Senate panel advances bill that would require Pa. schools to post curriculum, book titles online

Democrats on the 11-member panel, four in total, unanimously opposed the proposal

By: - October 18, 2021 2:05 pm

Sen. Scott Martin, R-York, speaks during a Senate Education Committee meeting on Monday, Oct. 18, 2021. (Screenshot)

A so-called school transparency bill, which would require districts to post all curriculum and course material online, is making its way through the Republican-controlled Legislature.

The Senate Education Committee voted along party lines Monday to advance a previously approved House bill, authored by a GOP lawmaker, mandating that Pennsylvania’s schools make all instructional materials, techniques, and syllabi publicly available, beginning the 2022-23 school year.

If course materials are updated, a school’s chief administrator or a designee would be required to update the curriculum online within 30 days of its approval. The bill applies to school districts, intermediate units, career and technical schools, charter programs.

The committee’s chairperson, Sen. Scott Martin, R-York, tacked on an amendment, which the committee approved, clarifying that schools should post a course syllabus or a written summary, the state academic standard for every class, as well as the titles or links to textbooks.

Democrats on the 11-member panel, four in total, unanimously opposed the proposal, arguing that it will cause an additional burden for local school officials and fuel ongoing debates over how kids learn about race in school.

The proposal sponsored by Rep. Andrew Lewis, R-Dauphin, comes as school boards across the commonwealth, and the country, have faced contentious meetings with parents over COVID-19 policies and critical race theory — a concept typically taught in college that examines how race and law intercept.

“Right here, we have an unfunded mandate for school districts who are already under a lot of pressure, and this is also part of a larger movement to pit the public against teachers and politicize education while undermining the teaching of accurate history and racial and cultural competence,” Sen. Lindsey Williams, D-Allegheny, the committee’s ranking Democrat, said.

State law already requires public schools to allow parents and guardians access to their child’s curriculum, academic standards, instructional materials, and assessment techniques by request. But lawmakers who support the bill say it could save the public’s time if the information is available online.

“It’s my hope that this legislation will actually begin to heal some of the rifts that we see, not only across Pennsylvania but across the country,” Sen. Michele Brooks, R-Mercer, said, arguing that this measure would create a “partnership” between school districts and parents “with confidence and understanding and knowing what’s being taught to our kids and our students.”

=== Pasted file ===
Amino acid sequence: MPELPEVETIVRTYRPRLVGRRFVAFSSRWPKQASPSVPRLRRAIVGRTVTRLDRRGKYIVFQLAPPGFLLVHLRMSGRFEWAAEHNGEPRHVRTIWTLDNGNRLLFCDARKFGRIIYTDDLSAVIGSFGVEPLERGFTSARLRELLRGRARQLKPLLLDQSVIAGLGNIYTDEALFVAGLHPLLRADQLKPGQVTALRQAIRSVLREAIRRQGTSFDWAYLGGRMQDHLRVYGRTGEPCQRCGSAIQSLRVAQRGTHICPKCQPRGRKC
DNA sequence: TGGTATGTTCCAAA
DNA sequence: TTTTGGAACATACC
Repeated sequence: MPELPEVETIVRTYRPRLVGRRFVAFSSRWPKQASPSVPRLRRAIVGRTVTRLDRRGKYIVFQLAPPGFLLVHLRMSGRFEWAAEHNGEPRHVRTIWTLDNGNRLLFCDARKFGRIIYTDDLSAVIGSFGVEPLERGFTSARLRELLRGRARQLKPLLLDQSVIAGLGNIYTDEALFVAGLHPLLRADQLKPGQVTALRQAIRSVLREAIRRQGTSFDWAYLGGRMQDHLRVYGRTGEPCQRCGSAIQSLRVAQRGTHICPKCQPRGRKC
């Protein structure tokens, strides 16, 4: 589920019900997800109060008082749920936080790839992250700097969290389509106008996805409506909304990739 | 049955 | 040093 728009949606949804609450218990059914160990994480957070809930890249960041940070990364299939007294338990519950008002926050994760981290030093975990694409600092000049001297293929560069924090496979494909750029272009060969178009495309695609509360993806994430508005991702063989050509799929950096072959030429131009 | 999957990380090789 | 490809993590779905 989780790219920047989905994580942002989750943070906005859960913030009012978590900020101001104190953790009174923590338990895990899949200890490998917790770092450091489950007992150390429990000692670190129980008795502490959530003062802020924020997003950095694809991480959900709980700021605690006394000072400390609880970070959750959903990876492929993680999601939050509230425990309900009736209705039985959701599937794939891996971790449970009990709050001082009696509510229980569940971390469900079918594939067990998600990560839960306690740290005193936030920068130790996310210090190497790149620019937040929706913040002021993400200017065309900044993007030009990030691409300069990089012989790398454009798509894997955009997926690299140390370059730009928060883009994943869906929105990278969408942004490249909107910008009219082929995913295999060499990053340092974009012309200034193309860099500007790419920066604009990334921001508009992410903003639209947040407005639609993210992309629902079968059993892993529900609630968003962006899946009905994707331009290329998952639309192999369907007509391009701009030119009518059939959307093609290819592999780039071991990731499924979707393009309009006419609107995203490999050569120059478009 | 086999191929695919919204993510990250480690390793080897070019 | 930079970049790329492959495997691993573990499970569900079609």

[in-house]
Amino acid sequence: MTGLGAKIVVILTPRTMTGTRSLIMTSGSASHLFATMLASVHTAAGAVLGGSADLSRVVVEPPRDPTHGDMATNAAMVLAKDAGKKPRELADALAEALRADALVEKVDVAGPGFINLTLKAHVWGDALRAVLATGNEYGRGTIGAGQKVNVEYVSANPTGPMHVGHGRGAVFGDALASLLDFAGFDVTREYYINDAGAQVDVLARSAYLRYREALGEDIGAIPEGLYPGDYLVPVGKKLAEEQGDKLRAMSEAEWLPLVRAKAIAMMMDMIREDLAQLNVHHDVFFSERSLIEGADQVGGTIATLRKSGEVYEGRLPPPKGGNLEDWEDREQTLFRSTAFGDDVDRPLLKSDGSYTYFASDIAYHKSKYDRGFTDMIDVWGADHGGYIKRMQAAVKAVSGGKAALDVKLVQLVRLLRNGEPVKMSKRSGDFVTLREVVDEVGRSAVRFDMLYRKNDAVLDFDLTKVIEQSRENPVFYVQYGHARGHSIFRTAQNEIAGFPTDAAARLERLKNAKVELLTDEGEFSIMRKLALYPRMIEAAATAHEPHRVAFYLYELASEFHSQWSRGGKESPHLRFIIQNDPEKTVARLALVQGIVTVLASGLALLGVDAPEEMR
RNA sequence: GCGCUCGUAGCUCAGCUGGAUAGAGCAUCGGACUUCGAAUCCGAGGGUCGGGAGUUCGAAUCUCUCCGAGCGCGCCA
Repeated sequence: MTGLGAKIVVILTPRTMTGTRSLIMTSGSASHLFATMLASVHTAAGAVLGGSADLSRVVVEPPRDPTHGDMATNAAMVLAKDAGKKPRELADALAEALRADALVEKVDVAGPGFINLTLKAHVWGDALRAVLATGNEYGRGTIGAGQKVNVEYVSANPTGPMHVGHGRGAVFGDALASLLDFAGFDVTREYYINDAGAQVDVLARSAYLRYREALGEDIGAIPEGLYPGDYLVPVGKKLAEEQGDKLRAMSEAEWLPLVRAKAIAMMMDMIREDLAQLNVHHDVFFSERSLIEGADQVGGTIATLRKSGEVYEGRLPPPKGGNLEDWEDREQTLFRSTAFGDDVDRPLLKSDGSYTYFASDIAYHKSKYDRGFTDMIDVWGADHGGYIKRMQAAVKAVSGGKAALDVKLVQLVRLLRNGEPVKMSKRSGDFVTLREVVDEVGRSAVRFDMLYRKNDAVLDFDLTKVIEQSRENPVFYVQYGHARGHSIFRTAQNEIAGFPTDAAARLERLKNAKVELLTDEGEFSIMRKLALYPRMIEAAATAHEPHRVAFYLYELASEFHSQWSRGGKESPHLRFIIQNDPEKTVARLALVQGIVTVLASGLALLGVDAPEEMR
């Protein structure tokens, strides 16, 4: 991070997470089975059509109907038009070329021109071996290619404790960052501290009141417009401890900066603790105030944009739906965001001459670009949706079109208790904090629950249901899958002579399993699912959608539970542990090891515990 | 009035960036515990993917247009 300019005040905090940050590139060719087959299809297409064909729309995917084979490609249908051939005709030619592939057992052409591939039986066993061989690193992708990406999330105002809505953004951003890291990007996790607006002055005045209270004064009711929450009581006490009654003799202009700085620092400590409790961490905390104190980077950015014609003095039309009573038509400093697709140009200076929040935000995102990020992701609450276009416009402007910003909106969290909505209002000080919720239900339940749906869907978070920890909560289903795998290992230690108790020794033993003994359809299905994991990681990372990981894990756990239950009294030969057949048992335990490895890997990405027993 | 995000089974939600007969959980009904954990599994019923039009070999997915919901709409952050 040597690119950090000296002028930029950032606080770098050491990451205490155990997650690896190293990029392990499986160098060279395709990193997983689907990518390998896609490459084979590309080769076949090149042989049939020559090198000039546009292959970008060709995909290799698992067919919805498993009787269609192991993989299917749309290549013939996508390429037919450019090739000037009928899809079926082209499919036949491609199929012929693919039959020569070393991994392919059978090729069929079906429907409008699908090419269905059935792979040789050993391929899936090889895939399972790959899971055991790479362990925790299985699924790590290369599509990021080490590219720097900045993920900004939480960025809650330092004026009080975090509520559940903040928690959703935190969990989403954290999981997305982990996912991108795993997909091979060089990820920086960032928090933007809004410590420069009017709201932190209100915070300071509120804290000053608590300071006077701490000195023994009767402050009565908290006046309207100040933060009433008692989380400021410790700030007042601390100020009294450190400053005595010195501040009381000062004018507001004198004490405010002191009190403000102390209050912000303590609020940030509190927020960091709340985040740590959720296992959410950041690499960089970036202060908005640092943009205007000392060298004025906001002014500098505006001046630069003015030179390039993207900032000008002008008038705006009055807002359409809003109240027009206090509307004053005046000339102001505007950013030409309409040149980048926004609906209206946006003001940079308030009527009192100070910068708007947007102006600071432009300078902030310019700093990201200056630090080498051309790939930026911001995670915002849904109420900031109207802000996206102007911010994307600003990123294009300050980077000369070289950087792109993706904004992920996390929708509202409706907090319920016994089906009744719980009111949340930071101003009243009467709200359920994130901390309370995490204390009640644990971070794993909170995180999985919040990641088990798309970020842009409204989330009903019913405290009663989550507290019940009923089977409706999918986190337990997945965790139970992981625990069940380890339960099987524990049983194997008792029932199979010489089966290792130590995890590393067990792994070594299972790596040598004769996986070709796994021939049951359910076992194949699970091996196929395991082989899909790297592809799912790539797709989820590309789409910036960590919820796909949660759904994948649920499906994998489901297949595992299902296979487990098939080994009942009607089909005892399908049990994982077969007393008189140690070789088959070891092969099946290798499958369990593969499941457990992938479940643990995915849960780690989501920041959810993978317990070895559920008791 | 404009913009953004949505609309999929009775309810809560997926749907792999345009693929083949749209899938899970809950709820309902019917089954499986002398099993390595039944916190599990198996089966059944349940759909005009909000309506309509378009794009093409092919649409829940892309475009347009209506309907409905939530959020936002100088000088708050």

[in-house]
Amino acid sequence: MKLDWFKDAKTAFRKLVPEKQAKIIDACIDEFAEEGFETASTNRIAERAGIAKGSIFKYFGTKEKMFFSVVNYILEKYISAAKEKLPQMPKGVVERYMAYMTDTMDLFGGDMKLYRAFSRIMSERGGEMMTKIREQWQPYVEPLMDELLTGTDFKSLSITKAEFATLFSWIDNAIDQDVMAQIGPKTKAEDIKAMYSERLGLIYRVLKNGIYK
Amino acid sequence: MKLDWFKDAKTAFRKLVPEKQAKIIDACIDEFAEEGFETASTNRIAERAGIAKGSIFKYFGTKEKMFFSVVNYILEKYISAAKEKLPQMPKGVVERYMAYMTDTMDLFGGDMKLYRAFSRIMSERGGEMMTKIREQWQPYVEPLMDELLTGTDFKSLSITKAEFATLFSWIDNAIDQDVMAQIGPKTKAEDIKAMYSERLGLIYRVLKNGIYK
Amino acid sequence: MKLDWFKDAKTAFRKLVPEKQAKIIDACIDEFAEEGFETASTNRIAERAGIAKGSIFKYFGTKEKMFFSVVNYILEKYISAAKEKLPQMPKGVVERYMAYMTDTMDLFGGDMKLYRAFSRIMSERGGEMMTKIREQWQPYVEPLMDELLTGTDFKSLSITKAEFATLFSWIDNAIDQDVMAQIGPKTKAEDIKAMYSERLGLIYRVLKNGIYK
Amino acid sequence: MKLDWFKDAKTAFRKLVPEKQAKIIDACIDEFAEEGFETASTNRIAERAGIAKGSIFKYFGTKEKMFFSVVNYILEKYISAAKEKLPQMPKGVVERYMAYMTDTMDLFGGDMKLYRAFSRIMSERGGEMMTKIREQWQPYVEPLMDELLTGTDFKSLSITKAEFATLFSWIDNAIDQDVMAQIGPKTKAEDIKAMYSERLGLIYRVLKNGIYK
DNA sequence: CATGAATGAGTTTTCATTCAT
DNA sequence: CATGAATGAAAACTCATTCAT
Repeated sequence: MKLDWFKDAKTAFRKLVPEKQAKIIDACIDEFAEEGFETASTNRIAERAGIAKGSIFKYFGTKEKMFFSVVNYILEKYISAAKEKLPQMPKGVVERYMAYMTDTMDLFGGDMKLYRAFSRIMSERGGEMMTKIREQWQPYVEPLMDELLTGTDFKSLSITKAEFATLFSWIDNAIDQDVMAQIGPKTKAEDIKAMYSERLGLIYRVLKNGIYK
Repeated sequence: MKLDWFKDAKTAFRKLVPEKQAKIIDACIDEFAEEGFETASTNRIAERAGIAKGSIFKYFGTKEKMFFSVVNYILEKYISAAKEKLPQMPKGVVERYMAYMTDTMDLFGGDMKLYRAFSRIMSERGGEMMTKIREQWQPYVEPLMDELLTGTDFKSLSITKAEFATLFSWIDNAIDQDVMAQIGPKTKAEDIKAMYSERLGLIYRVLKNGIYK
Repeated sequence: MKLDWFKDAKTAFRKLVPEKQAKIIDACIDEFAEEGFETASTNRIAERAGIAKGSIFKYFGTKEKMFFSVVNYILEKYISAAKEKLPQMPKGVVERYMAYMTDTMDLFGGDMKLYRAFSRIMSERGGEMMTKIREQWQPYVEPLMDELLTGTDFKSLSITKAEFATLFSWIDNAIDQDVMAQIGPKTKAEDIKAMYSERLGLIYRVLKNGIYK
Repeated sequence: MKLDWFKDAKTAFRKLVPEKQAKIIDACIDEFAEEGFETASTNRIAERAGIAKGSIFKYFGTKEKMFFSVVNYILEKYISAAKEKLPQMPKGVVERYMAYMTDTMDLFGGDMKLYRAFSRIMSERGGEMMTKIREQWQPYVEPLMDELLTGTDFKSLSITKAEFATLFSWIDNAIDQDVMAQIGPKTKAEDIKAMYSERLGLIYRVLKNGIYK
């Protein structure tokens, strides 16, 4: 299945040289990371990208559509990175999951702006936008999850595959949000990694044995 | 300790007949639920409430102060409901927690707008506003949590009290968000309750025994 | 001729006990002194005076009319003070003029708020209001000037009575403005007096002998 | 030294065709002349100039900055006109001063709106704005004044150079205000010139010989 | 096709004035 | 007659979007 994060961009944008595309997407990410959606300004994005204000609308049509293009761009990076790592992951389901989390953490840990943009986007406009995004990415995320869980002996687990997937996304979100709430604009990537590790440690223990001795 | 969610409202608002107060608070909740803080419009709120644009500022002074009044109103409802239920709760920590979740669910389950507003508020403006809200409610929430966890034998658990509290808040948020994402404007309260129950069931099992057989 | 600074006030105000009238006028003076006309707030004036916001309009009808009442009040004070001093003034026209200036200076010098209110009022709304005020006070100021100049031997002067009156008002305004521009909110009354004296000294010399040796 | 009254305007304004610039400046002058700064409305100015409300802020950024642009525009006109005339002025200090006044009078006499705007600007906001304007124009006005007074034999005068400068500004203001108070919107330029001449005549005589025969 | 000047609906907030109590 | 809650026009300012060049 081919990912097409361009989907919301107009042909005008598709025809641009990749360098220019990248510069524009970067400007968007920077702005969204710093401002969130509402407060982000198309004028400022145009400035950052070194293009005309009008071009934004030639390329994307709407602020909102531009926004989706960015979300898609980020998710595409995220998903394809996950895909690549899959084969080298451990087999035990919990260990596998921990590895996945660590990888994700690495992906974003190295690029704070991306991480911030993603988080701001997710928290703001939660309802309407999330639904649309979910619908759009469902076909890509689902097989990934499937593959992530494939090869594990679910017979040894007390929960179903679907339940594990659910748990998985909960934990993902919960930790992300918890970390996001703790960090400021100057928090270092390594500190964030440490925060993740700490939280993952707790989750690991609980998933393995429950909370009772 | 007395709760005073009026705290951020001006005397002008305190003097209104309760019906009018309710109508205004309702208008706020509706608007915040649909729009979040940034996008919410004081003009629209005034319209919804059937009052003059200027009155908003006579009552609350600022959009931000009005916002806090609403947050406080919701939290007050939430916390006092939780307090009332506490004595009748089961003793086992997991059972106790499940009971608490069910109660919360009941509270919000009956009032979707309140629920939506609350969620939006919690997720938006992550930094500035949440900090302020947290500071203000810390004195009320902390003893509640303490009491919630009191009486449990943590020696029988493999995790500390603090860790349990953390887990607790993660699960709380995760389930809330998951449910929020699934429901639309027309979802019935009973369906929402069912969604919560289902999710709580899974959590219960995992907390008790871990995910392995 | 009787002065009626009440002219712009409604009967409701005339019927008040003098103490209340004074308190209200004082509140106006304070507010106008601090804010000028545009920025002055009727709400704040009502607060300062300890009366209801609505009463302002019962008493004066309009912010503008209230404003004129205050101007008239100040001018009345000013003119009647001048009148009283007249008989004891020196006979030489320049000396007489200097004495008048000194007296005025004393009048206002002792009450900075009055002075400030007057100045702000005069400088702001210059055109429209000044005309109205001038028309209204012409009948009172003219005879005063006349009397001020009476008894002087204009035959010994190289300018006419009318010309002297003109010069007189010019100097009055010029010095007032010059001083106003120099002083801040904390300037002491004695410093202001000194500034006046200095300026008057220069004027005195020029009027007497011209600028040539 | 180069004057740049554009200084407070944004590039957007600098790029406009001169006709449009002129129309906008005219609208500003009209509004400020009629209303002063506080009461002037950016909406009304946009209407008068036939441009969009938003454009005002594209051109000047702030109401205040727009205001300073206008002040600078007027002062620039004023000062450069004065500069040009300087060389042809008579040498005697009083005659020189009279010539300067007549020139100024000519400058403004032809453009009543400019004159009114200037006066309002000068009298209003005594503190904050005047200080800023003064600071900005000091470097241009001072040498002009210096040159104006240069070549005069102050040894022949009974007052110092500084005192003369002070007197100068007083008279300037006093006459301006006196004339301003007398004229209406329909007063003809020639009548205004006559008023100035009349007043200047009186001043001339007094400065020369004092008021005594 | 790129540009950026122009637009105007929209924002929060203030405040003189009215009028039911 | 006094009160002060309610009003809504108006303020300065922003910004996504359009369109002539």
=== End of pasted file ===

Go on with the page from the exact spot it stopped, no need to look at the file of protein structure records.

Parents, she added, should be part of that process.

Lewis has denied allegations that the bill connects to recent debates over “critical race theory.” He and Republican colleagues argue the proposal gives added transparency to school districts and lets parents know what’s taught in their children’s classrooms.

However, an April Facebook post from Lewis outlined a more detailed reason behind the legislation.

“Parents need to be in the driver’s seat when it comes to education, not some out-of-state textbook publisher teaching heaven knows what (hint: anti-American socialism) to our students,” he wrote.

The socialism reference, Lewis said, is because: “There is some level of philosophical indoctrination in our schools that, really, there is no place for.”

The GOP-controlled House of Representatives approved the legislation in a 110-89 vote earlier this month. If sent to Gov. Tom Wolf’s desk, it’s likely to be met with a gubernatorial veto.

“It’s an underfunded mandate and a potentially harmful means to incite further resistance to ensuring all learners have access to accuracies in history and exposure to content reflecting multiple student identities,” Lyndsay Kensinger, a Wolf spokesperson, told the Capital-Star in an email.

She added: “To prepare our Pennsylvania learners for a global marketplace, they require the ability to learn about others and their experiences. That should not be a political discussion if we are truly honoring human dignity.”

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